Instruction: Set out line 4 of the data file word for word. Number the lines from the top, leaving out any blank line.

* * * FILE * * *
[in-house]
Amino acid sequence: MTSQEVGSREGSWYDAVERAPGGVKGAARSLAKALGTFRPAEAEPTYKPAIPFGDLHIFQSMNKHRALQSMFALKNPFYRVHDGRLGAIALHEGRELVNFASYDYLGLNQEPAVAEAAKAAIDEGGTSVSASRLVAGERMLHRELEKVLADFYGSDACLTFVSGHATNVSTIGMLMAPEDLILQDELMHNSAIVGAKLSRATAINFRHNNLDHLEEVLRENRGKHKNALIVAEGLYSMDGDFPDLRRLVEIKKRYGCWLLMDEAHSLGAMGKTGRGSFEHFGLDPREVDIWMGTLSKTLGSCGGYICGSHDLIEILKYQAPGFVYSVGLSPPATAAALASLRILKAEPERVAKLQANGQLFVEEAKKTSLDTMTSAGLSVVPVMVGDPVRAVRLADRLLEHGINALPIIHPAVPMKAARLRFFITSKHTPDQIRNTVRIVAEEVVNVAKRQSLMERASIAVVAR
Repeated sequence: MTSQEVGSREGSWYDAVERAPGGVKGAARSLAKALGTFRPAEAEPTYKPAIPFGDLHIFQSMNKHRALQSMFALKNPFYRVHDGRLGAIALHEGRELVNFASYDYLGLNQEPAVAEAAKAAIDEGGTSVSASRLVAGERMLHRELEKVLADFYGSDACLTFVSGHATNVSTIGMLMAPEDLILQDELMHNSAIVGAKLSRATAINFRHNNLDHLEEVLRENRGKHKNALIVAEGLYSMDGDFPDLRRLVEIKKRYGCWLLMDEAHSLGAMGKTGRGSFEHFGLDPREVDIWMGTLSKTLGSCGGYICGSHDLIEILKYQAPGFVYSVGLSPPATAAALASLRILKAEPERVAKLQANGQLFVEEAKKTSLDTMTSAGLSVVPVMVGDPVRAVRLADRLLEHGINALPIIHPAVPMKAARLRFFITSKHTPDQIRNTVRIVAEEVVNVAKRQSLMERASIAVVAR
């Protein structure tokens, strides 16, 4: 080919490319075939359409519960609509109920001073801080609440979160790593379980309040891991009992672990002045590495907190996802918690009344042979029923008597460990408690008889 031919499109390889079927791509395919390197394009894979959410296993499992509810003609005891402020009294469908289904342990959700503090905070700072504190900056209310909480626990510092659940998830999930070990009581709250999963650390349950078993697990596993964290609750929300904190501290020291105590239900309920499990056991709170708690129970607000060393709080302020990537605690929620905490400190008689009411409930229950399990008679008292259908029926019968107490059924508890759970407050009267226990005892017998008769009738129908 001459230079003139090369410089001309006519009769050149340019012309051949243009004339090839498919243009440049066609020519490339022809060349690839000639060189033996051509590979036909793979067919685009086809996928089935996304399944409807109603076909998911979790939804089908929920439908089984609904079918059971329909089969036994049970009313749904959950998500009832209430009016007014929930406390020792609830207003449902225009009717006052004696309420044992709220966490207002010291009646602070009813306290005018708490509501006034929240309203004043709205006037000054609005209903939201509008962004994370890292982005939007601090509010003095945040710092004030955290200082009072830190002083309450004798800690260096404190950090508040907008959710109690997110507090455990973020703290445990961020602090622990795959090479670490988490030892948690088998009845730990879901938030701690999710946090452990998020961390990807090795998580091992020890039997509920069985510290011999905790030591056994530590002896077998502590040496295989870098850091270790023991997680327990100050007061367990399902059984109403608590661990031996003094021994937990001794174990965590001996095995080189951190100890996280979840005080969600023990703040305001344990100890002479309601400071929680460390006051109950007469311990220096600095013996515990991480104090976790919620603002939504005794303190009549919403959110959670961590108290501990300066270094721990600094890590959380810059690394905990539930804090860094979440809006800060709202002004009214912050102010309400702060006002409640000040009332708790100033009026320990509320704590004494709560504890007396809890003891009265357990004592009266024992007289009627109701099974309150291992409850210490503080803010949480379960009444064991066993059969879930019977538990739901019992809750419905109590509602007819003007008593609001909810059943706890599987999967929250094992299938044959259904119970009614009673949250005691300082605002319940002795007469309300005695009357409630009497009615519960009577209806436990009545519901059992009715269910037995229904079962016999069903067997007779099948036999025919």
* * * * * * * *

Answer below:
């Protein structure tokens, strides 16, 4: 080919490319075939359409519960609509109920001073801080609440979160790593379980309040891991009992672990002045590495907190996802918690009344042979029923008597460990408690008889 031919499109390889079927791509395919390197394009894979959410296993499992509810003609005891402020009294469908289904342990959700503090905070700072504190900056209310909480626990510092659940998830999930070990009581709250999963650390349950078993697990596993964290609750929300904190501290020291105590239900309920499990056991709170708690129970607000060393709080302020990537605690929620905490400190008689009411409930229950399990008679008292259908029926019968107490059924508890759970407050009267226990005892017998008769009738129908 001459230079003139090369410089001309006519009769050149340019012309051949243009004339090839498919243009440049066609020519490339022809060349690839000639060189033996051509590979036909793979067919685009086809996928089935996304399944409807109603076909998911979790939804089908929920439908089984609904079918059971329909089969036994049970009313749904959950998500009832209430009016007014929930406390020792609830207003449902225009009717006052004696309420044992709220966490207002010291009646602070009813306290005018708490509501006034929240309203004043709205006037000054609005209903939201509008962004994370890292982005939007601090509010003095945040710092004030955290200082009072830190002083309450004798800690260096404190950090508040907008959710109690997110507090455990973020703290445990961020602090622990795959090479670490988490030892948690088998009845730990879901938030701690999710946090452990998020961390990807090795998580091992020890039997509920069985510290011999905790030591056994530590002896077998502590040496295989870098850091270790023991997680327990100050007061367990399902059984109403608590661990031996003094021994937990001794174990965590001996095995080189951190100890996280979840005080969600023990703040305001344990100890002479309601400071929680460390006051109950007469311990220096600095013996515990991480104090976790919620603002939504005794303190009549919403959110959670961590108290501990300066270094721990600094890590959380810059690394905990539930804090860094979440809006800060709202002004009214912050102010309400702060006002409640000040009332708790100033009026320990509320704590004494709560504890007396809890003891009265357990004592009266024992007289009627109701099974309150291992409850210490503080803010949480379960009444064991066993059969879930019977538990739901019992809750419905109590509602007819003007008593609001909810059943706890599987999967929250094992299938044959259904119970009614009673949250005691300082605002319940002795007469309300005695009357409630009497009615519960009577209806436990009545519901059992009715269910037995229904079962016999069903067997007779099948036999025919």